U.S. and Russian Dueling Roadblocks Create Friction Near Syria's Oil and Gas Regions

U.S. and Russian forces have blocked or attempted to block one another's movements along the strategic M4 highway that connects major towns and cities running parallel to the border with Turkey, the Syrian Observatory of Human Rights, a United Kingdom-based monitor with ties to Syria's exiled opposition, has reported.

For more than one week, the organization has reported near-daily incidents mainly in rural Al-Hasakah, a resource-rich province where both a U.S.-led coalition and Russia and its allies hold positions.

The overlapping lines of control have still reportedly produced frictions, however. The Syrian Observatory for Human Rights said Wednesday that "tensions have continued to increase significantly in recent days between U.S. and Russian forces in the north-eastern regions of Syria."

In most cases, the U.S. has reportedly forced the Russian side to turn back on the M4. However, in at least one scenario earlier this month it was Russian and allied Syrian forces that blocked access for U.S. armored vehicles. The Syrian Democratic Forces have reportedly intervened in some instances to defuse the situation.

us, russia, military, north, east, syria
A vehicle part of a U.S. military convoy is seen behind a Russian military convoy on the key M4 highway in Syria's northeastern Hasakah province, January 20. The two militaries back different factions in Syria's near-nine-year civil war but they and their respective allies maintain communications. DELIL SOULEIMAN/AFP/Getty Images

Russia backs the Syrian government in the country's near-nine-year civil war and has deployed patrols to northeastern Syria to prevent conflict with Turkey, which in October launched a new offensive against Pentagon-backed, mostly Kurdish Syrian Democratic Forces, a move that led the U.S. to pull away toward oil and gas reserves further east. Despite their opposing goals, Moscow and Washington have maintained communication to avoid mishaps.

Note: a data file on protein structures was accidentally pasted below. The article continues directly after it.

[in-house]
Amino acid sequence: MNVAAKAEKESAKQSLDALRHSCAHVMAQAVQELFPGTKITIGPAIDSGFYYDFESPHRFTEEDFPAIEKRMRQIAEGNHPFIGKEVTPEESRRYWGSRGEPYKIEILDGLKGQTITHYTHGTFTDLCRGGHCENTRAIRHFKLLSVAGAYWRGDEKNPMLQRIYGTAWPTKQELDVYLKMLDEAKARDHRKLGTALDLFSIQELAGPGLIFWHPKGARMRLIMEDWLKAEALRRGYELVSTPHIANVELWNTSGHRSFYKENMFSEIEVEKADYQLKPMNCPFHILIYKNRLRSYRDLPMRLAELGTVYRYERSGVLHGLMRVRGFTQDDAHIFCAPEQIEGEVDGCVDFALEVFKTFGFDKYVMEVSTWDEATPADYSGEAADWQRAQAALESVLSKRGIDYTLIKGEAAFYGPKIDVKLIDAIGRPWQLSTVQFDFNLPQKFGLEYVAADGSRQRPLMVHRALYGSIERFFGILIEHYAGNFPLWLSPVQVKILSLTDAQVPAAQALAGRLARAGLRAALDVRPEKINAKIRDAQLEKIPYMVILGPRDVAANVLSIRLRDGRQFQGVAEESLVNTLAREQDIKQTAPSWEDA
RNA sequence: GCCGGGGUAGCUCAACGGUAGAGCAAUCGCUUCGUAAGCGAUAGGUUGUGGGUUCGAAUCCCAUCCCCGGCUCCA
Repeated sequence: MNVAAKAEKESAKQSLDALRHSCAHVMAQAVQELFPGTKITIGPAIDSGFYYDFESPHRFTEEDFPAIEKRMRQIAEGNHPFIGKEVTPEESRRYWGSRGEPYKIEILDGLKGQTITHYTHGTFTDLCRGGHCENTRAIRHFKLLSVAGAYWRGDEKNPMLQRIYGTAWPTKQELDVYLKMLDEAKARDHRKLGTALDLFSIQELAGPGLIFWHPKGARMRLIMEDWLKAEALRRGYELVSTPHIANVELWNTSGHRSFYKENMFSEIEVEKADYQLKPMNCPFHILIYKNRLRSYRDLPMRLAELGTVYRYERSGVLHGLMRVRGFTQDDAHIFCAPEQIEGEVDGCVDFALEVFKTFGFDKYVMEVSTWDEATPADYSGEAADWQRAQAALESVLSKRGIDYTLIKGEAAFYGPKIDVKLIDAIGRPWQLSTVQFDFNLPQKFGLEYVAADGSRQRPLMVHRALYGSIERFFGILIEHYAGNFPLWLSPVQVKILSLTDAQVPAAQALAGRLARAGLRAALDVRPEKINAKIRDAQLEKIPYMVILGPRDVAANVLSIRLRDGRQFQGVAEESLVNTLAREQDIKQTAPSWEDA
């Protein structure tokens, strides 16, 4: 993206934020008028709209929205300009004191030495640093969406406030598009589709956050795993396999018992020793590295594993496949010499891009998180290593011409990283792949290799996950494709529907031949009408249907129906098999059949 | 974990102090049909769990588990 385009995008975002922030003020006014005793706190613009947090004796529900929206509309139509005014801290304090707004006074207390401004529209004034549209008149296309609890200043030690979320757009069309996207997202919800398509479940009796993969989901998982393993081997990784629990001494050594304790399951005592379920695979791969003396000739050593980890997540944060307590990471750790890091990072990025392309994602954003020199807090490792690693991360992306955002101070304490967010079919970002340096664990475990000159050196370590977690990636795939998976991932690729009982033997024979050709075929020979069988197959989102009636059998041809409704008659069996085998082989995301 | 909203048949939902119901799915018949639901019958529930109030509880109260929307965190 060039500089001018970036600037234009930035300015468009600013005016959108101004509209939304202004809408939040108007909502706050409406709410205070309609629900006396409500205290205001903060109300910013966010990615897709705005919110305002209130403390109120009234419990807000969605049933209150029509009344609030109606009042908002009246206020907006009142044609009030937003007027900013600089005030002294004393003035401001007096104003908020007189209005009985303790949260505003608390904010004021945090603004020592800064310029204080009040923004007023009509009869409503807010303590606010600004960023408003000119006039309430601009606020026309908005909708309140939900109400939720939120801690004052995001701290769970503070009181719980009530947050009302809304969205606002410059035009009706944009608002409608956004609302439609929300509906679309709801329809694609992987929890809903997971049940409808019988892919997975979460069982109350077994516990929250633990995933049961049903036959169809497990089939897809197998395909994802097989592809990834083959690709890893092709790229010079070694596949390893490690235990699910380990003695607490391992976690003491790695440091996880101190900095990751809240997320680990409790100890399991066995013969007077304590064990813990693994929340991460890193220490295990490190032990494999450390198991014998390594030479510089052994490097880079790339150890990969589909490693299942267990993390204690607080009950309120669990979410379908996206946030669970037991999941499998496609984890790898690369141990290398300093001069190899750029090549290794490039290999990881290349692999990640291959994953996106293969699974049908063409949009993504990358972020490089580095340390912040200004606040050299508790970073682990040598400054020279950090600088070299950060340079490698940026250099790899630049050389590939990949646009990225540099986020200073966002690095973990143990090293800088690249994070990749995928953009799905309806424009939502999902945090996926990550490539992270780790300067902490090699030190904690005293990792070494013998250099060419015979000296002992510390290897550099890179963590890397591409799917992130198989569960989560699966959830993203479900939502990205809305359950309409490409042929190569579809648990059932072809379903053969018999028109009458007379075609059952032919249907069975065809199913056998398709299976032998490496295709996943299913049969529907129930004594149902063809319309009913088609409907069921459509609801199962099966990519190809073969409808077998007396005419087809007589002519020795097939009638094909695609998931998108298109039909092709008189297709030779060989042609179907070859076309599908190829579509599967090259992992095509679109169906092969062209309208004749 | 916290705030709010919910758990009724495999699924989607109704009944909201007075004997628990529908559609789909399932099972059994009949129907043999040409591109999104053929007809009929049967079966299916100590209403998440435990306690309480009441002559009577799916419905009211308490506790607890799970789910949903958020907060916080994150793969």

"In Syria, the Coalition deconflicts military operations with other regional forces, in order to keep our troops safe," spokesperson U.S. Army Colonel Myles B. Caggins III said in a statement sent Wednesday to Newsweek.

"We seek to deconflict our movements through pre-existing communication channels and interlocutors, in order to prevent unnecessary and unplanned military interactions, and de-escalate between forces when necessary," he added.

President Donald Trump's October decision to withdraw troops from certain Syrian positions and focus on oil and gas fields led the Syrian Democratic Forces to strike a security deal with the Syrian government and its Russian guarantor. The Russian and Syrian militaries then bolstered their presence across the northeast, where skirmishes between Kurdish fighters and a Turkish-backed offensive continue despite the presence of international forces.

Though Trump claimed control of Syria's oil and gas reserves that fell within the Syrian Democratic Forces' areas of self-administration, the Syrian government has reserved control over the entirety of these resources. Last month, the Syrian parliament approved contracts for oil and gas deals with two Russian companies, potentially accelerating the feud over this part of the country.